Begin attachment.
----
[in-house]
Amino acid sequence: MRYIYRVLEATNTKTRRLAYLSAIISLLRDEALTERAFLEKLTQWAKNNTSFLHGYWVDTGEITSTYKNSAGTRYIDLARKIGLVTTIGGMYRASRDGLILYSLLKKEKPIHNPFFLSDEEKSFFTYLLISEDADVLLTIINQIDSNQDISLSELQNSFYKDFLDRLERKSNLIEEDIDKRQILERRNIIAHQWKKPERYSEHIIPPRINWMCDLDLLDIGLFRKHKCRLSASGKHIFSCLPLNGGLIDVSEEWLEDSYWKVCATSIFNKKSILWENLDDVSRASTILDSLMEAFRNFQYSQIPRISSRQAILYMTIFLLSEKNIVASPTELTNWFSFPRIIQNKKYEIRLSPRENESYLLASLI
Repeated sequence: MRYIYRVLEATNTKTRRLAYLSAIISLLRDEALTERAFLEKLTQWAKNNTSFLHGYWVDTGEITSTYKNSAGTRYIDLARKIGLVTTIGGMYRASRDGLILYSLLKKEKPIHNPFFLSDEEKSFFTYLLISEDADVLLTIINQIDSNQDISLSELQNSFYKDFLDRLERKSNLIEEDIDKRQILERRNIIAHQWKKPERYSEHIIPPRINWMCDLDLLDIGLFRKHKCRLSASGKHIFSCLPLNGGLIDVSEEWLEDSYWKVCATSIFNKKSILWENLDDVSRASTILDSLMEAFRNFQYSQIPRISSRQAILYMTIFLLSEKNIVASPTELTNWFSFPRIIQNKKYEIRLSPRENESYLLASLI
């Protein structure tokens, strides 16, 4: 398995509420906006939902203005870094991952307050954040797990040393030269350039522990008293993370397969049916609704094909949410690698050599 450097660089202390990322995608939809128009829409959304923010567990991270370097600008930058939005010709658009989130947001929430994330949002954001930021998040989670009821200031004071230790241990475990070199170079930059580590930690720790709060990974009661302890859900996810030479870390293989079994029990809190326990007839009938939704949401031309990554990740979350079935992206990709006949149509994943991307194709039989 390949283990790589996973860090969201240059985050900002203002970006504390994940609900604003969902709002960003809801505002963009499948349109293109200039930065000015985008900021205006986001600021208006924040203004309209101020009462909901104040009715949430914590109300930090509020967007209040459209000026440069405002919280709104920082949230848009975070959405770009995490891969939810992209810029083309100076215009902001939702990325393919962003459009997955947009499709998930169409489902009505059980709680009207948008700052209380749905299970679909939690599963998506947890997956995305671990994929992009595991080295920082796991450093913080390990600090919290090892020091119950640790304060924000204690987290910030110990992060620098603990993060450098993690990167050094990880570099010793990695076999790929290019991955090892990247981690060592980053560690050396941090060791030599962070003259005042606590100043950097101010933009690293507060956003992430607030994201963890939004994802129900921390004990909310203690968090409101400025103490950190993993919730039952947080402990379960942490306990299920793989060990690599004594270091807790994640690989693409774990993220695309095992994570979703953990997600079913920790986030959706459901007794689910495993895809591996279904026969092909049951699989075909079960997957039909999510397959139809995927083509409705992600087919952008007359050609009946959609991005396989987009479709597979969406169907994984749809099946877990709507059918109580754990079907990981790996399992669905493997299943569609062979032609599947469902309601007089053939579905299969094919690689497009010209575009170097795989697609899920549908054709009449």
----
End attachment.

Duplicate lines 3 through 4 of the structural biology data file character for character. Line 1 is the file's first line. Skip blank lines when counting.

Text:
Repeated sequence: MRYIYRVLEATNTKTRRLAYLSAIISLLRDEALTERAFLEKLTQWAKNNTSFLHGYWVDTGEITSTYKNSAGTRYIDLARKIGLVTTIGGMYRASRDGLILYSLLKKEKPIHNPFFLSDEEKSFFTYLLISEDADVLLTIINQIDSNQDISLSELQNSFYKDFLDRLERKSNLIEEDIDKRQILERRNIIAHQWKKPERYSEHIIPPRINWMCDLDLLDIGLFRKHKCRLSASGKHIFSCLPLNGGLIDVSEEWLEDSYWKVCATSIFNKKSILWENLDDVSRASTILDSLMEAFRNFQYSQIPRISSRQAILYMTIFLLSEKNIVASPTELTNWFSFPRIIQNKKYEIRLSPRENESYLLASLI
């Protein structure tokens, strides 16, 4: 398995509420906006939902203005870094991952307050954040797990040393030269350039522990008293993370397969049916609704094909949410690698050599 450097660089202390990322995608939809128009829409959304923010567990991270370097600008930058939005010709658009989130947001929430994330949002954001930021998040989670009821200031004071230790241990475990070199170079930059580590930690720790709060990974009661302890859900996810030479870390293989079994029990809190326990007839009938939704949401031309990554990740979350079935992206990709006949149509994943991307194709039989 390949283990790589996973860090969201240059985050900002203002970006504390994940609900604003969902709002960003809801505002963009499948349109293109200039930065000015985008900021205006986001600021208006924040203004309209101020009462909901104040009715949430914590109300930090509020967007209040459209000026440069405002919280709104920082949230848009975070959405770009995490891969939810992209810029083309100076215009902001939702990325393919962003459009997955947009499709998930169409489902009505059980709680009207948008700052209380749905299970679909939690599963998506947890997956995305671990994929992009595991080295920082796991450093913080390990600090919290090892020091119950640790304060924000204690987290910030110990992060620098603990993060450098993690990167050094990880570099010793990695076999790929290019991955090892990247981690060592980053560690050396941090060791030599962070003259005042606590100043950097101010933009690293507060956003992430607030994201963890939004994802129900921390004990909310203690968090409101400025103490950190993993919730039952947080402990379960942490306990299920793989060990690599004594270091807790994640690989693409774990993220695309095992994570979703953990997600079913920790986030959706459901007794689910495993895809591996279904026969092909049951699989075909079960997957039909999510397959139809995927083509409705992600087919952008007359050609009946959609991005396989987009479709597979969406169907994984749809099946877990709507059918109580754990079907990981790996399992669905493997299943569609062979032609599947469902309601007089053939579905299969094919690689497009010209575009170097795989697609899920549908054709009449």